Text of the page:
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First Americans

Schaefer and Hebior Kill Sites

By NIKHIL SWAMINATHAN

Monday, August 11, 2014

Wisconsin-Schaefer-Mammoth-Site

In 1964, while draining a marshy field on the Schaefer Farm, an hour north of Chicago, an earthmover jolted to a halt when it struck a buried mammoth femur, throwing its operator from his seat. The mammoth remains would end up in the nearby Kenosha Public Museum. More than 20 years later, an amateur archaeologist noticed cut marks on another set of mammoth bones in the museum’s collection, indicating they had been butchered. That prompted archaeologist Dan Joyce, the museum’s director, to reinvestigate the Schaefer site.

 

Beginning his excavations in 1992, he found, under two-and-a-half feet of ancient soils, roughly 80 percent of a completely butchered mammoth. Because the animal had been inundated by the waters of a long-dried-up lake shortly after it was butchered, its bones were well preserved. Many bore V-shaped cut marks typical of what would be made by humans using prehistoric tools. Joyce also found fragments of two stone blades with the remains. Preliminary dating says the bones are roughly 13,000 years old. “We had a Clovis date, so we thought we had a Clovis site,” Joyce says. But when the bones were redated the next year using a more sophisticated technique that purified the collagen protein in them, that assessment went out the window. The new dates came back clustered around 14,500 years ago.

 

If the analysis wasn’t enough to convince Joyce, what was found three-quarters of a mile away at the Hebior Farm confirmed it. There, in 1994, a team led by David Overstreet, an archaeologist at Marquette University in Milwaukee, found 90 percent of a similarly butchered mammoth, along with a more complete set of butchering tools. The bones from Hebior would be dated to 150 to 200 years before the Schaefer bones.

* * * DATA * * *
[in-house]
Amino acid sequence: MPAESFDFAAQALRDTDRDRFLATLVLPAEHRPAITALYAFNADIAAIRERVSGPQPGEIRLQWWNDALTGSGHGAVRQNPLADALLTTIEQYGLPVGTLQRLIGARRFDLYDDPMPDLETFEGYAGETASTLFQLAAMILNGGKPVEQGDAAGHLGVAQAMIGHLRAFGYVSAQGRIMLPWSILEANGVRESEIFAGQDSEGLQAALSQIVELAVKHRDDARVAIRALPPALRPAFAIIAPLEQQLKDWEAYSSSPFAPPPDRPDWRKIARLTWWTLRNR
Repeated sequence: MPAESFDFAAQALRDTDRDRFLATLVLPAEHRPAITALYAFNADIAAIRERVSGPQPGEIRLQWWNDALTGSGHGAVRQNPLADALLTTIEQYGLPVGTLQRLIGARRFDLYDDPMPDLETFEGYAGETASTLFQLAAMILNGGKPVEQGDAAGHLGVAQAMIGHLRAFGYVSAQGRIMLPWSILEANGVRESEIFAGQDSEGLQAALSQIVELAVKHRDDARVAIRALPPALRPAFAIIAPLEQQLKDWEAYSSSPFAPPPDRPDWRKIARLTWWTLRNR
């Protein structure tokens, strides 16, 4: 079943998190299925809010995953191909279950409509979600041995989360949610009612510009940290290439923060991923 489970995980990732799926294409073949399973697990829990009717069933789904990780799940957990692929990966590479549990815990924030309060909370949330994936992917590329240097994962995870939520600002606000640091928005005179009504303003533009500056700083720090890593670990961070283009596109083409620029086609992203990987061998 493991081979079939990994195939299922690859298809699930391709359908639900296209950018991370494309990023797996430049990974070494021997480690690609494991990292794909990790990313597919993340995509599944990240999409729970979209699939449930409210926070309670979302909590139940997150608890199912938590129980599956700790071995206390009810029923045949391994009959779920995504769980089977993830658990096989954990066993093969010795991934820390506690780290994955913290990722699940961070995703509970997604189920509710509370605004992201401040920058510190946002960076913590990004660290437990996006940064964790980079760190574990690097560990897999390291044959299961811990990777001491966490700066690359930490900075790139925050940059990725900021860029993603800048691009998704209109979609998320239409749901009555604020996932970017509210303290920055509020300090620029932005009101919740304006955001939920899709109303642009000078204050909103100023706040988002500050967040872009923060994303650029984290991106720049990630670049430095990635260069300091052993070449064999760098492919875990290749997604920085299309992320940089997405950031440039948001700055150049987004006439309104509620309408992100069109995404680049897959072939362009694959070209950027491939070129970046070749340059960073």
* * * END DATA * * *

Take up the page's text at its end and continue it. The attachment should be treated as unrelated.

“Both Schaefer and Hebior are pre-Clovis, but they’re a Clovis subsistence style, so they’re almost bridging the gap,” says Joyce, referring to the Clovis people’s reputation as hunters of mammoths, bison, and other big game. “Are they more properly called ‘proto-Clovis,’ something that develops into Clovis?”

Manis Mastodon Kill Site

By NIKHIL SWAMINATHAN

Monday, August 11, 2014

Manis-Mastadon-Site-BoneThe mastodon kill site on Emanuel Manis’ property was discovered when he was digging through six feet of peat to make a small pond. Manis found two fossilized tusks that he thought had belonged to an elephant. When Washington State University archaeologist Carl Gustafson excavated the pond site in 1977, he quickly recovered one of the animal’s ribs with a bone projectile point in it. It was later determined from analysis of the animal’s tooth that the bones belonged to a mastodon.

 

Organic material found near the remains was dated to roughly 14,000 years ago. Controversy ensued, with members of the archaeological community refuting the dating because it hadn’t been done on the actual bones. In addition, multiple theories emerged as to how the bone fragment had come to be embedded in the mastodon rib, including an antelope attack.

 

Enter Texas A&M’s Mike Waters, who, in 2011, announced that he’d dated purified collagen in the bone, and that it was 13,800 years old. CT scans and 3-D projections of the rib with the projectile in it show that the bone fragment is, in fact, a spear point. For Waters, Manis wasn’t an isolated exercise in taking a second look at forgotten sites. As a case in point, he and his former graduate student, Jesse Halligan, now at the University of Wisconsin-Lacrosse, have recently re-excavated Page-Ladson, a sinkhole on the Florida panhandle that thousands of years ago would have been above sea level. There, in the 1980s and 1990s, archaeologists discovered that ancient people likely killed a mastadon in the sinkhole. They found several flakes from stone tools and a mastodon tusk with cut marks on it. Dating nearby seeds returned ages of about 14,400 years old. But, as with the Manis find, colleagues turned a blind eye to the results. Last summer, however, Halligan found a large fragment of a biface in the same layer as the previous finds. Radiocarbon dates on twigs and seeds found around it could confirm the earlier work at the site. “My philosophy is you can reinvestigate these sites that have promise and see if they pan out,” Waters says. “Sometimes you win, sometimes you lose.”

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